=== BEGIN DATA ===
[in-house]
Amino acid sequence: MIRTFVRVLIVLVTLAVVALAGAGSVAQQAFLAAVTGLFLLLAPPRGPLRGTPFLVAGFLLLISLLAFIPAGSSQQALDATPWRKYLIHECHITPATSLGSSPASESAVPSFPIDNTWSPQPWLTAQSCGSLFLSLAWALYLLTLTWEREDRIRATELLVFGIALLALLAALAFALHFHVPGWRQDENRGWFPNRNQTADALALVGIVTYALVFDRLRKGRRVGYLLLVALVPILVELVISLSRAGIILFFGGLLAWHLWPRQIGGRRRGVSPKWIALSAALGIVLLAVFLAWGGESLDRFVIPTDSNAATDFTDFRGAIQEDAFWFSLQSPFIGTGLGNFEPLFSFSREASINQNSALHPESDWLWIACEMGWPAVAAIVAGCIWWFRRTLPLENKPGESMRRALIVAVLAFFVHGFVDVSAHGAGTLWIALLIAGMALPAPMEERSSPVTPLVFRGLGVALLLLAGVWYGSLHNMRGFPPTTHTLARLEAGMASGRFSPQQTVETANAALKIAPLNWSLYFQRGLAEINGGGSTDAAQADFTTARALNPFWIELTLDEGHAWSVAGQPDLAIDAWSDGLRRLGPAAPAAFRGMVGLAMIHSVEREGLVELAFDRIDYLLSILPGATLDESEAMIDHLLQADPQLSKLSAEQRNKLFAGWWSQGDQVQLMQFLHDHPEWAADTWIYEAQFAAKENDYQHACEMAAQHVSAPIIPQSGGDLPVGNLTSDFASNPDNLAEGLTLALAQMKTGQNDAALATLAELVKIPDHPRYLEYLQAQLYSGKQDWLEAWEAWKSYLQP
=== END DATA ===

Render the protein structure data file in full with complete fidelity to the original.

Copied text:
[in-house]
Amino acid sequence: MIRTFVRVLIVLVTLAVVALAGAGSVAQQAFLAAVTGLFLLLAPPRGPLRGTPFLVAGFLLLISLLAFIPAGSSQQALDATPWRKYLIHECHITPATSLGSSPASESAVPSFPIDNTWSPQPWLTAQSCGSLFLSLAWALYLLTLTWEREDRIRATELLVFGIALLALLAALAFALHFHVPGWRQDENRGWFPNRNQTADALALVGIVTYALVFDRLRKGRRVGYLLLVALVPILVELVISLSRAGIILFFGGLLAWHLWPRQIGGRRRGVSPKWIALSAALGIVLLAVFLAWGGESLDRFVIPTDSNAATDFTDFRGAIQEDAFWFSLQSPFIGTGLGNFEPLFSFSREASINQNSALHPESDWLWIACEMGWPAVAAIVAGCIWWFRRTLPLENKPGESMRRALIVAVLAFFVHGFVDVSAHGAGTLWIALLIAGMALPAPMEERSSPVTPLVFRGLGVALLLLAGVWYGSLHNMRGFPPTTHTLARLEAGMASGRFSPQQTVETANAALKIAPLNWSLYFQRGLAEINGGGSTDAAQADFTTARALNPFWIELTLDEGHAWSVAGQPDLAIDAWSDGLRRLGPAAPAAFRGMVGLAMIHSVEREGLVELAFDRIDYLLSILPGATLDESEAMIDHLLQADPQLSKLSAEQRNKLFAGWWSQGDQVQLMQFLHDHPEWAADTWIYEAQFAAKENDYQHACEMAAQHVSAPIIPQSGGDLPVGNLTSDFASNPDNLAEGLTLALAQMKTGQNDAALATLAELVKIPDHPRYLEYLQAQLYSGKQDWLEAWEAWKSYLQP